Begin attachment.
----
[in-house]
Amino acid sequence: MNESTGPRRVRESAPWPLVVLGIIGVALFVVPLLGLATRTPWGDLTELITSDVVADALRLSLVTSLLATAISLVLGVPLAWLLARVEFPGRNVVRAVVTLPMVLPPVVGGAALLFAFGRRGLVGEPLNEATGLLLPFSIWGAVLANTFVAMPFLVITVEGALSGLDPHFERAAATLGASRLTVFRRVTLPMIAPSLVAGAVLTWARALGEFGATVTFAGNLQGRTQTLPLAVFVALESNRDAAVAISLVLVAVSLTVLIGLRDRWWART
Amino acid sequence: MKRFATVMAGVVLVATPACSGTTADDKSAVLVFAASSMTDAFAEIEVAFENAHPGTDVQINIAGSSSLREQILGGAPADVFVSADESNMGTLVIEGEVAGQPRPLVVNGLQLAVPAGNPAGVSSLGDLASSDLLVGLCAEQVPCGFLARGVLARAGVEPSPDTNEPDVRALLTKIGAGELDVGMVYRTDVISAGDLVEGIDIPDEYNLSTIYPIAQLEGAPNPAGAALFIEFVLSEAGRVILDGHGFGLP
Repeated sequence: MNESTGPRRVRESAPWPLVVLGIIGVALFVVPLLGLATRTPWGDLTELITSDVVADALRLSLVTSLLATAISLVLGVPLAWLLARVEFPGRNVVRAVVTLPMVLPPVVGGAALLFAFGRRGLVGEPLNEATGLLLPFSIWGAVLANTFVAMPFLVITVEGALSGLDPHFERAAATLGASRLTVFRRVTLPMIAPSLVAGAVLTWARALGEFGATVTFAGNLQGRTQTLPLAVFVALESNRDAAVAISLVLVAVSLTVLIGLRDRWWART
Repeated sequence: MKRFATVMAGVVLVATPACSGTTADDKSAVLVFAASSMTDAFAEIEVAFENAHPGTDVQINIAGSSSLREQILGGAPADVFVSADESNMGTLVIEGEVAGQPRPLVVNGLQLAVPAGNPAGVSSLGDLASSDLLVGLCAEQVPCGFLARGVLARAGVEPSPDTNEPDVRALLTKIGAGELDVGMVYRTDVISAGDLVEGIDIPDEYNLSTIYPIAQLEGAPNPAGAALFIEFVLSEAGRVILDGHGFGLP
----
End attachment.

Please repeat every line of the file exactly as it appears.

[in-house]
Amino acid sequence: MNESTGPRRVRESAPWPLVVLGIIGVALFVVPLLGLATRTPWGDLTELITSDVVADALRLSLVTSLLATAISLVLGVPLAWLLARVEFPGRNVVRAVVTLPMVLPPVVGGAALLFAFGRRGLVGEPLNEATGLLLPFSIWGAVLANTFVAMPFLVITVEGALSGLDPHFERAAATLGASRLTVFRRVTLPMIAPSLVAGAVLTWARALGEFGATVTFAGNLQGRTQTLPLAVFVALESNRDAAVAISLVLVAVSLTVLIGLRDRWWART
Amino acid sequence: MKRFATVMAGVVLVATPACSGTTADDKSAVLVFAASSMTDAFAEIEVAFENAHPGTDVQINIAGSSSLREQILGGAPADVFVSADESNMGTLVIEGEVAGQPRPLVVNGLQLAVPAGNPAGVSSLGDLASSDLLVGLCAEQVPCGFLARGVLARAGVEPSPDTNEPDVRALLTKIGAGELDVGMVYRTDVISAGDLVEGIDIPDEYNLSTIYPIAQLEGAPNPAGAALFIEFVLSEAGRVILDGHGFGLP
Repeated sequence: MNESTGPRRVRESAPWPLVVLGIIGVALFVVPLLGLATRTPWGDLTELITSDVVADALRLSLVTSLLATAISLVLGVPLAWLLARVEFPGRNVVRAVVTLPMVLPPVVGGAALLFAFGRRGLVGEPLNEATGLLLPFSIWGAVLANTFVAMPFLVITVEGALSGLDPHFERAAATLGASRLTVFRRVTLPMIAPSLVAGAVLTWARALGEFGATVTFAGNLQGRTQTLPLAVFVALESNRDAAVAISLVLVAVSLTVLIGLRDRWWART
Repeated sequence: MKRFATVMAGVVLVATPACSGTTADDKSAVLVFAASSMTDAFAEIEVAFENAHPGTDVQINIAGSSSLREQILGGAPADVFVSADESNMGTLVIEGEVAGQPRPLVVNGLQLAVPAGNPAGVSSLGDLASSDLLVGLCAEQVPCGFLARGVLARAGVEPSPDTNEPDVRALLTKIGAGELDVGMVYRTDVISAGDLVEGIDIPDEYNLSTIYPIAQLEGAPNPAGAALFIEFVLSEAGRVILDGHGFGLP